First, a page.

3. Alli, how has your own education shaped your activism towards advocating for the rights of other people, and girls in particular?
AN : I had a teacher who did some volunteering raising money to help build schools in economically held back countries. He encouraged us to think of creative ideas; it gave us a feeling of purpose and showed me the importance of not only living for myself but for the communities inside and outside my neighborhood. I got to think more globally and feel connected to others. I grew up with the feeling that I could become anything I wanted, and I want this for other people.
4. Victoria, you are the founder of One African Child Foundation, a youth-led NGO addressing the inequality in education through global citizenship education. From your experience, what are the main effects that COVID-19 is having in rural areas?
VI : We work in some of the most disadvantaged communities in many lower-income countries, where there were already barriers for education before the pandemic. Teachers are usually understaffed, leaving on average one teacher for 150 students, and many schools lack digital devices and facilities. Because many families are losing their jobs, children leave school to support their parents to earn a living. This pandemic is a call to action to governments and people that have the power to invest more in quality education.
5. What do you remember most about school? Were there moments or teachers that had a particularly big impact on you?
AN : Teachers can have a big impact on you, both negative and positive. When I was six years old, I moved from Poland to Germany without speaking the language. My teacher at the time told me I would not make it in Germany, that my mother would not be able to help me because she could not speak German either, and that Poles should better take on unskilled labor jobs. This made me struggle with my Polish identity for a long time, but I also had positive experiences. I had a teacher who saw I wanted to do music and that I had a talent for it. He encouraged me to join the choir and sing at school plays. He believed in me and I will always remember him with a warm heart.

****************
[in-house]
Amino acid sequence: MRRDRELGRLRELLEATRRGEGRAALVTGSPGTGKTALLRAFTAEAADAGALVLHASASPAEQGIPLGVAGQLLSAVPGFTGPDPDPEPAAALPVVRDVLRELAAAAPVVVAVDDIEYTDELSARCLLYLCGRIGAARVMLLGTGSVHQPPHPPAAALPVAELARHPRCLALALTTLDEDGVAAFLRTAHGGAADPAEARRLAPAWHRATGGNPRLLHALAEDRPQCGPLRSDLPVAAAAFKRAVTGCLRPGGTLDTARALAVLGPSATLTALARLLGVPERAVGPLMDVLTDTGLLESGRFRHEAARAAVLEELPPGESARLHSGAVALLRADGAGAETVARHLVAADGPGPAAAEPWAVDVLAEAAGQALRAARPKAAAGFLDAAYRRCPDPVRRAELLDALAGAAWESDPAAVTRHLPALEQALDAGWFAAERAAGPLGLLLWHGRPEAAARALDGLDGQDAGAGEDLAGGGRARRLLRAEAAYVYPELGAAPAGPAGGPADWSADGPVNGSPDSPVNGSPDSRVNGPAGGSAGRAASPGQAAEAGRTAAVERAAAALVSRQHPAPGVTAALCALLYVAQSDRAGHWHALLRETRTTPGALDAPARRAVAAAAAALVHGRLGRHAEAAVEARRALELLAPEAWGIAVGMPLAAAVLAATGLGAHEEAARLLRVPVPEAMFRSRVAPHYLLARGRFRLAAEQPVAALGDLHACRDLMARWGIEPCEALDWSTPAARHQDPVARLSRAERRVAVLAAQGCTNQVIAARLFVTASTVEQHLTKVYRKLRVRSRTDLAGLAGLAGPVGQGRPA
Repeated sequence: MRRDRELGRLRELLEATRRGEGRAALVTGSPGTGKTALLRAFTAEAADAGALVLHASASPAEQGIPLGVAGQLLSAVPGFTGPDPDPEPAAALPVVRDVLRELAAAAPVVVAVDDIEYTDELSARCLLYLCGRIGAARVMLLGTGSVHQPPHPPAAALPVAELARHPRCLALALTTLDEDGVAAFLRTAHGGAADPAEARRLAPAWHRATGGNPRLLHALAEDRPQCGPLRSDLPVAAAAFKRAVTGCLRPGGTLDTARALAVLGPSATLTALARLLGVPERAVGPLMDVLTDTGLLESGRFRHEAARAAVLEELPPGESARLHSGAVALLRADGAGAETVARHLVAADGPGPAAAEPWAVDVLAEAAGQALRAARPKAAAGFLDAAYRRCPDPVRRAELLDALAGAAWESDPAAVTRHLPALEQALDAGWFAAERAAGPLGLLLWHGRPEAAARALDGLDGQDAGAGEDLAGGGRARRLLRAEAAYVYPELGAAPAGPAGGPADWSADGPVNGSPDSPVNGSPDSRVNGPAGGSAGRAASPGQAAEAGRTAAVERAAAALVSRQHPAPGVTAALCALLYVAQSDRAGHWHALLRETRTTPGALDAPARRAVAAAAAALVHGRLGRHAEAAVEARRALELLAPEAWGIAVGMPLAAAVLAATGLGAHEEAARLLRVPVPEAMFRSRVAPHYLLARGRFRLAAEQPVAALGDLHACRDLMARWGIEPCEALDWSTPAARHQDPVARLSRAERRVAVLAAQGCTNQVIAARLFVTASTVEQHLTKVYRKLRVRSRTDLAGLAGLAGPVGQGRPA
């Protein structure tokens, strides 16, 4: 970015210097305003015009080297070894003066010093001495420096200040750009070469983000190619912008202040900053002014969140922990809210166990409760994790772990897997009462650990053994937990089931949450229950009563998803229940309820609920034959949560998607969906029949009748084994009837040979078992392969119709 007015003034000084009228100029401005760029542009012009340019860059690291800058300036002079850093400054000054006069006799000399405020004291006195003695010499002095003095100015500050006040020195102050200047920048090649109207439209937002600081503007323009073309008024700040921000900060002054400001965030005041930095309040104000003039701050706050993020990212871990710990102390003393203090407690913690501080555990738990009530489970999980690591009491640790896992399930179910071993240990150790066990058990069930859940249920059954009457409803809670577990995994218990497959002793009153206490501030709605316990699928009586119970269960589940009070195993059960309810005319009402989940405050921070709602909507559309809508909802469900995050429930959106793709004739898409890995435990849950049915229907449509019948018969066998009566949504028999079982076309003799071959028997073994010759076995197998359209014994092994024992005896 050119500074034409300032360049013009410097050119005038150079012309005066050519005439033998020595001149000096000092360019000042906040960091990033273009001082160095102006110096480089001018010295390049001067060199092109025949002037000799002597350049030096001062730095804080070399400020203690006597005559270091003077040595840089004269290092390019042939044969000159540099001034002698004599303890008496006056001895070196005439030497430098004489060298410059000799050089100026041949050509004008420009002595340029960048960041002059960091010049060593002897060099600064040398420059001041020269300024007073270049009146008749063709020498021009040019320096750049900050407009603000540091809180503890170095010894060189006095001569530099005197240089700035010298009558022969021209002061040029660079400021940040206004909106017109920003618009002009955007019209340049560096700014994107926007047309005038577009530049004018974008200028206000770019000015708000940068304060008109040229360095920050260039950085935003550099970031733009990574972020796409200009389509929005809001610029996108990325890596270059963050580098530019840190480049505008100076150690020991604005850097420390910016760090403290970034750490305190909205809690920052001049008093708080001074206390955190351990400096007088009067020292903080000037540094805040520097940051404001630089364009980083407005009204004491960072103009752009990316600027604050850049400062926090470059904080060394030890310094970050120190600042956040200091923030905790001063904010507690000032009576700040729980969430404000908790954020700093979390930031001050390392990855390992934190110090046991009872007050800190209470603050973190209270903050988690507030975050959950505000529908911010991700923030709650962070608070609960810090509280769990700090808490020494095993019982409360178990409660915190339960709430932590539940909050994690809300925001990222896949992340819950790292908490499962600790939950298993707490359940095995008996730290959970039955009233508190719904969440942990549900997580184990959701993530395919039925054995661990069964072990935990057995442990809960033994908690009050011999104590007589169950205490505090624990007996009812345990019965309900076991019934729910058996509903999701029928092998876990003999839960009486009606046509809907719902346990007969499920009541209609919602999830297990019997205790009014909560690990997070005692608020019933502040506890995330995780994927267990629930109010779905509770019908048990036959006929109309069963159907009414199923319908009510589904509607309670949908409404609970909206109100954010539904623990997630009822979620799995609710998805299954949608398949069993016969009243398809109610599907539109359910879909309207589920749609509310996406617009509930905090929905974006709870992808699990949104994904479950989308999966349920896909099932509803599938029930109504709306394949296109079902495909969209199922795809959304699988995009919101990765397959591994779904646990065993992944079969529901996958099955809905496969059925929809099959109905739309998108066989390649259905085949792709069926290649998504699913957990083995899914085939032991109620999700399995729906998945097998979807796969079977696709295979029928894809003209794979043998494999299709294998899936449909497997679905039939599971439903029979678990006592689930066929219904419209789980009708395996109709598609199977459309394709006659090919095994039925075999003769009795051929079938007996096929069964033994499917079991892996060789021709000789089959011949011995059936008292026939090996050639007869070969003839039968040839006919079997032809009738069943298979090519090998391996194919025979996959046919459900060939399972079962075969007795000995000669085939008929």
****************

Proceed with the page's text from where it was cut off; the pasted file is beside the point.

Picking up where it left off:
VI : My Mom had a significant influence in my life. She would show me examples of successful women in the community, even if we didn’t have a lot of them, and say: “she is able to support her family; if you get educated, you will have opportunities to dream and become independent as this woman”. I will also never forget my math teacher. I was doing very poorly at school and he would always make math fun and take the time to support me.
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